The Linguascape of English Social Media and the Fukushima Nuclear Disaster: The Sociolinguistic and Educational Implications in the Context of Japanese EFL University Students

This study conducts a critical discourse analysis on English language Western social media such as Facebook through the “eyes of Japanese EFL university students”, focusing on thematic issues specifically related to the 2011 Fukushima nuclear disaster in Japan. The main research participants
are Japanese EFL students studying at the University of Aizu, Fukushima, Japan, who all have personally experienced the disaster in 2011. The study shows three main implications:
1. The overall linguistic practices of social media participants should be better understood through the notion of “linguascape” because of their recontextualization of varied transnational flows of linguistic, cultural and semiotic resources circulating across the current globalization.
2. Understanding locally challenging yet globally controversial issues such as the Fukushima nuclear disaster through “the linguascape of social media” may open up the ways where EFL students in Japan negotiate their linguistic and cultural differences and similarities through critical eyes and open-mindedness in order to become “socio-culturally conscious” globally mobile citizens.
3. As opposed to anecdotal and negative ideologies mainly circulating across the Western social media, the study offers a better real-life understanding of the Fukushima nuclear disaster from the perspectives of local residents, while seeking to contribute to the Fukushima revitalization initiatives and programs in Japan.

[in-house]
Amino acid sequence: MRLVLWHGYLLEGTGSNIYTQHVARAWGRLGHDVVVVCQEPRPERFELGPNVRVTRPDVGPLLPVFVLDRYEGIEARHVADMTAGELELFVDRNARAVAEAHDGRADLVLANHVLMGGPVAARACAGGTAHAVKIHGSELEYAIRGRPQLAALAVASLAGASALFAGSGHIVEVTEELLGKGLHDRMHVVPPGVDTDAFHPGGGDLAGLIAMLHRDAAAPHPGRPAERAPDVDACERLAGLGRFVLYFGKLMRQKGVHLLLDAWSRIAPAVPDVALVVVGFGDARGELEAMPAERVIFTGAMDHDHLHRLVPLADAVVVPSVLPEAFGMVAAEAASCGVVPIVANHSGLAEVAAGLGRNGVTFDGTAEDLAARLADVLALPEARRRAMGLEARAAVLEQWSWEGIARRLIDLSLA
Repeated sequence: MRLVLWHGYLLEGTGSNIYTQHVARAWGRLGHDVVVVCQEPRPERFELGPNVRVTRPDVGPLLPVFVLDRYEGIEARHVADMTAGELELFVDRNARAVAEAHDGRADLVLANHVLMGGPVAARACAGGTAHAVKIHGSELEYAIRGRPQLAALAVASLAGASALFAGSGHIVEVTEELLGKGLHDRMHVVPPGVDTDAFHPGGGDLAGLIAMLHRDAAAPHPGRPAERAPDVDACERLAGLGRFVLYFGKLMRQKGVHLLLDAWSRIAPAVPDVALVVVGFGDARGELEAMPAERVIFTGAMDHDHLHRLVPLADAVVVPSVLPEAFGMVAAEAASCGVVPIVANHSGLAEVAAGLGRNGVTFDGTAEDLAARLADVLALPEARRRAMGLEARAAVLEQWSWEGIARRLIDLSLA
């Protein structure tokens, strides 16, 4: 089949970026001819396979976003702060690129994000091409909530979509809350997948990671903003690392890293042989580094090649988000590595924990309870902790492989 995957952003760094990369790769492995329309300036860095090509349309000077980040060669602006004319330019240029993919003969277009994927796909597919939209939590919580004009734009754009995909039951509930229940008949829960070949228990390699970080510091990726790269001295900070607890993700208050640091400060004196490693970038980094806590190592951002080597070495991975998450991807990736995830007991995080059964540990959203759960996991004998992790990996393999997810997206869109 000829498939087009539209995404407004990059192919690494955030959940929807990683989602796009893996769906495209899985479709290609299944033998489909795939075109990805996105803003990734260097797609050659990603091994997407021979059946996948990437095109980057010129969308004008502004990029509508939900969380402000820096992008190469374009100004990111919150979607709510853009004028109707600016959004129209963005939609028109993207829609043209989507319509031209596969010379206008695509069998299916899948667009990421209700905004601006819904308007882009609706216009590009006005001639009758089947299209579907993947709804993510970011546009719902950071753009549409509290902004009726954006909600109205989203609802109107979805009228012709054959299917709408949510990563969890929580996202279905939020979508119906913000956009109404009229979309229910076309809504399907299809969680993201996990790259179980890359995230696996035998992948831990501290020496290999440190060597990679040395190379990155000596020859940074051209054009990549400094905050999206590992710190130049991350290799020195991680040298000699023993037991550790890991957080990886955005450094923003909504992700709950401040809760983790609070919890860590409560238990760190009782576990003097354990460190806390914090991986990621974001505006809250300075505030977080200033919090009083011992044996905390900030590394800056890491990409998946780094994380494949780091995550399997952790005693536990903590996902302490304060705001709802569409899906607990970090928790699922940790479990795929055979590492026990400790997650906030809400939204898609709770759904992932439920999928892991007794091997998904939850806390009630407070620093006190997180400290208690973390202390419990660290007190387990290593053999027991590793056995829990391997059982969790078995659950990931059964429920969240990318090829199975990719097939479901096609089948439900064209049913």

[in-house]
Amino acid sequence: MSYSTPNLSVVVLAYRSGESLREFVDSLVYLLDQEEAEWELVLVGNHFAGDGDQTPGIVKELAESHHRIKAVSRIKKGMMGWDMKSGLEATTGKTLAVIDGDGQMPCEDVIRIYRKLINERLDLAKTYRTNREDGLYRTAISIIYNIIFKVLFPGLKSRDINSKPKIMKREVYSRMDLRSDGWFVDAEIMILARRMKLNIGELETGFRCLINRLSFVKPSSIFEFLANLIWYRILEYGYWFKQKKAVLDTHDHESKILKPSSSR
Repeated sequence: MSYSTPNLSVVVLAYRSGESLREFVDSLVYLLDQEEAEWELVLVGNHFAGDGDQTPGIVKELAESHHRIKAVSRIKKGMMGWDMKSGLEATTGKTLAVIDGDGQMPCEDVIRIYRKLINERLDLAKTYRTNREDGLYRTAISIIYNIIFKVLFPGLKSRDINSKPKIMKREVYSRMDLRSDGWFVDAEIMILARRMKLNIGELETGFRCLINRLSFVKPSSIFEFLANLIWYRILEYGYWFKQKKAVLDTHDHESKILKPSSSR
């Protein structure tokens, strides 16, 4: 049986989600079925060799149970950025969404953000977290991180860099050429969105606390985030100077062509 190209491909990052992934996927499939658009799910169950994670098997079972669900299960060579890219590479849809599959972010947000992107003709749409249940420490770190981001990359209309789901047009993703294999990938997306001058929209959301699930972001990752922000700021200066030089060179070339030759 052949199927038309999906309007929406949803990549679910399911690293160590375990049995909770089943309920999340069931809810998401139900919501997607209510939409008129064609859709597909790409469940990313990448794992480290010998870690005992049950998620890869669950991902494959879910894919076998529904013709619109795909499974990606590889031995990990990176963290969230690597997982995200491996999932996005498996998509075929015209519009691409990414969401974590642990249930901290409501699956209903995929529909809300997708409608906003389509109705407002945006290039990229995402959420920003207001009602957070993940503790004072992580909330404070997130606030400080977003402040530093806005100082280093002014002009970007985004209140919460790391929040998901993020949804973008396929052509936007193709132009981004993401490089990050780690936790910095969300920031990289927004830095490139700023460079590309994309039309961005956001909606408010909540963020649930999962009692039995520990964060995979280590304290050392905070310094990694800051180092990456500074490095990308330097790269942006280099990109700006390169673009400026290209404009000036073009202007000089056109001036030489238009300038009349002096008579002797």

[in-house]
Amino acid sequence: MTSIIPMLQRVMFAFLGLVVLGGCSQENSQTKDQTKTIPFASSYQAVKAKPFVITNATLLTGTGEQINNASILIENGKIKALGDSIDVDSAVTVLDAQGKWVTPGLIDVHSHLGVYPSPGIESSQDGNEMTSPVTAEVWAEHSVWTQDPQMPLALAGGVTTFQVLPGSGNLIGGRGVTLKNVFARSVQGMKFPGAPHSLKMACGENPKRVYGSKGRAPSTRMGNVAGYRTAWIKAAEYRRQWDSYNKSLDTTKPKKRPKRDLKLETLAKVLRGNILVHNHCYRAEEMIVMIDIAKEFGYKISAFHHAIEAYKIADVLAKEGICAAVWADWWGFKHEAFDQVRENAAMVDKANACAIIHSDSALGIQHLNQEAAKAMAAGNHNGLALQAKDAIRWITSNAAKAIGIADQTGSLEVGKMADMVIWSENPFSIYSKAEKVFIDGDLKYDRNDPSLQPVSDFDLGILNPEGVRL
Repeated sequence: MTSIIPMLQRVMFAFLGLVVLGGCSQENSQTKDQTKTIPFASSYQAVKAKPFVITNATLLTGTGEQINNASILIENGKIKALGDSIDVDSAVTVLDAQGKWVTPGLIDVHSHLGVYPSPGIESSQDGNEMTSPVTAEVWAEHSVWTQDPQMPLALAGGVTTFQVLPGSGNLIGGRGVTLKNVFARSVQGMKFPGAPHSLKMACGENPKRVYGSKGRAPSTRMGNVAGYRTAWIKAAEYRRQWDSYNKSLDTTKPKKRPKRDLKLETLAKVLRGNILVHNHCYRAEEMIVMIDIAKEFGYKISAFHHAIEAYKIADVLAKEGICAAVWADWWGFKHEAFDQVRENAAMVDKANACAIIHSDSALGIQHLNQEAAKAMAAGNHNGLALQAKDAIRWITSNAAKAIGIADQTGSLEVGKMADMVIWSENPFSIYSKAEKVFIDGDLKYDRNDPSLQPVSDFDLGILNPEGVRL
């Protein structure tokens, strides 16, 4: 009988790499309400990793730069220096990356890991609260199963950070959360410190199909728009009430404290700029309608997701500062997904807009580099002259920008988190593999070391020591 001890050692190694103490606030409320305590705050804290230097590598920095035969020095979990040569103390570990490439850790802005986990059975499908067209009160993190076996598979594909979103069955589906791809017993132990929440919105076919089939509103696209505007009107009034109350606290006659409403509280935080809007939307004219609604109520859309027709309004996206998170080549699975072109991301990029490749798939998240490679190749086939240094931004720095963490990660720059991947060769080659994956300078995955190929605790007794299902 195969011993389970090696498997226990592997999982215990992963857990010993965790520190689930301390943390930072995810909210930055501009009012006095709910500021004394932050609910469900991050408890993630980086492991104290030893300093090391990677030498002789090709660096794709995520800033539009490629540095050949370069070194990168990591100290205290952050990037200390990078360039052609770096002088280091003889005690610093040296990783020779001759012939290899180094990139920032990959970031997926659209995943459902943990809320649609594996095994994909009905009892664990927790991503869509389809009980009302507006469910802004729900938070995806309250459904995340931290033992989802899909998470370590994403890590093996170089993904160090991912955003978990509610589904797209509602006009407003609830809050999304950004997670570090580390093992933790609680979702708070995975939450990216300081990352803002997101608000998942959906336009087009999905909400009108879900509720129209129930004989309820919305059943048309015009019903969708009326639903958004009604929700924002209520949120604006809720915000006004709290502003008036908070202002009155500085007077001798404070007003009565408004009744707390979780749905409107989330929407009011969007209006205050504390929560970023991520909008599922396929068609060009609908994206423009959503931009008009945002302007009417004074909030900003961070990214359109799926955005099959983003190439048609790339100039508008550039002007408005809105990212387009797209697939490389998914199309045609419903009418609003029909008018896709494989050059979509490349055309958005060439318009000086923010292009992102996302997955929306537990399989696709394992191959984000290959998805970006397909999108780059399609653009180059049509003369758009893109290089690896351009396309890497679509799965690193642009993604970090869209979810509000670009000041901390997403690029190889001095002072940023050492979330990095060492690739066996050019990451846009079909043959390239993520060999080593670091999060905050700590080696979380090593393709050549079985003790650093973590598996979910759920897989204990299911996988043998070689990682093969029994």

About the Speaker:

Dr. Sender Dovchin is an Associate Professor at the Centre for Language Research, The University of Aizu, Japan. She completed her PhD and MA degrees in language education at the University of Technology, Sydney, Australia. Her research pragmatically contributes to the second language education of young generation living in the Asian peripheral contexts, providing a pedagogical view to accommodate the multiple co-existences of linguistic diversity in a globalized world. She has authored articles in most prestigious international peer-reviewed journals, such as Journal of Sociolinguistics, International Journal of Multilingualism, Multilingua: Journal of Cross-Cultural and Interlanguage Communication, World Englishes, Asian Englishes, English Today, International Journal of Multilingual Research, Translanguaging and Translation in Multilingual Contexts and Inner Asia. Her first research monograph co-authored with Alastair Pennycook and Shaila Sultana, “Popular Culture, Voice and Linguistic Diversity: Young Adults On- and Offline” (Language and Globalization Series: Palgrave-Macmillan) was published in August 2017. Dr. Dovchin has recently been awarded one of the most competitive Japanese research grants – KAKENHI – by the Japan Society for the Promotion of Science between 2017-2020. Her Kakenhi research topic is: “Integrating English language based Western social media in the EFL classrooms in Japanese universities”.

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